Cloisters of Saint John Lateran, Rome. Source:

Thursday, 3 July 2014

Pope Benedict XV (Giacomo Paolo Giovanni Battista Della Chiesa). Papacy From 1914-1922. (Part One.)

Text and Illustrations from Wikipedia - the free encyclopaedia,
unless otherwise stated.

English: Pope Benedict XV, circa 1915.
Français: Photo de Benoît XV prise vers 1915.
Photo: Circa 1915.
Source: Library of Congress.
Author: Unknown.
(Wikimedia Commons)

Pope Benedict XV (LatinBenedictus XV), 21 November 1854 – 22 January 1922), born Giacomo Paolo Giovanni Battista della Chiesa, was Pope from 3 September 1914 to his death in 1922. His Pontificate was largely overshadowed by World War I and its political, social and humanitarian consequences in Europe.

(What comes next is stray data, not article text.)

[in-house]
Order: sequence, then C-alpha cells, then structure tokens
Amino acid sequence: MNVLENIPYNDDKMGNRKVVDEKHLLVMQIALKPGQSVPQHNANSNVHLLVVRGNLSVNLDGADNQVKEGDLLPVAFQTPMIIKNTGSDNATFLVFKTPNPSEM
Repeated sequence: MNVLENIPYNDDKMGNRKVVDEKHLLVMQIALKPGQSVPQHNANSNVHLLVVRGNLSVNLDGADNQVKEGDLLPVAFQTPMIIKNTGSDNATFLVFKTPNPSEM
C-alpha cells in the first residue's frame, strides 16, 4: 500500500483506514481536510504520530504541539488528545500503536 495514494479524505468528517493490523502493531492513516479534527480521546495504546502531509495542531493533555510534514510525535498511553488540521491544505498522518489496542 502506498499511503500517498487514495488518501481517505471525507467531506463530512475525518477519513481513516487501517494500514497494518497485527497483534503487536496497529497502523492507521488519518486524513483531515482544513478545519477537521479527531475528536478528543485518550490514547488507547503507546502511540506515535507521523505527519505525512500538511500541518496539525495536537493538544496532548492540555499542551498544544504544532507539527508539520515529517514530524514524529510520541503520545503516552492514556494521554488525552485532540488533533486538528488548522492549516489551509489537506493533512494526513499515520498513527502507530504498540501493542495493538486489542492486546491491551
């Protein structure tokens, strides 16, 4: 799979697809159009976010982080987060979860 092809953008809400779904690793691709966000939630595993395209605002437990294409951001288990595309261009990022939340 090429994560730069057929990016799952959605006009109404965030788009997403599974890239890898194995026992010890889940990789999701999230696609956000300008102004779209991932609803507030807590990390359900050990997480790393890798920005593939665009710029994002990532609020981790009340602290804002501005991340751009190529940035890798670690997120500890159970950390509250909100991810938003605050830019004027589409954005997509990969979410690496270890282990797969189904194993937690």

Between 1846 and 1903, the Catholic Church had experienced its two longest Pontificates in history up to that point. Together, Pope Pius IX and Pope Leo XIII ruled for a total of fifty-seven years. In 1914, the College of Cardinals chose della Chiesa at the young age of fifty-nine, indicating their desire for another long-lasting Pontificate at the outbreak of World War I, which he labelled “the suicide of civilised Europe.”

The war, and its consequences, were the main focus of Benedict XV. He immediately declared the neutrality of the Holy See and attempted, from that perspective, to mediate peace, in 1916 and 1917. Both sides rejected his initiatives. German Protestants rejected any “Papal Peace” as insulting. The French politician, Georges Clemenceau, regarded the Vatican initiative as being anti-French.

The Election of Pope Benedict XV, 1914.
Available on YouTube at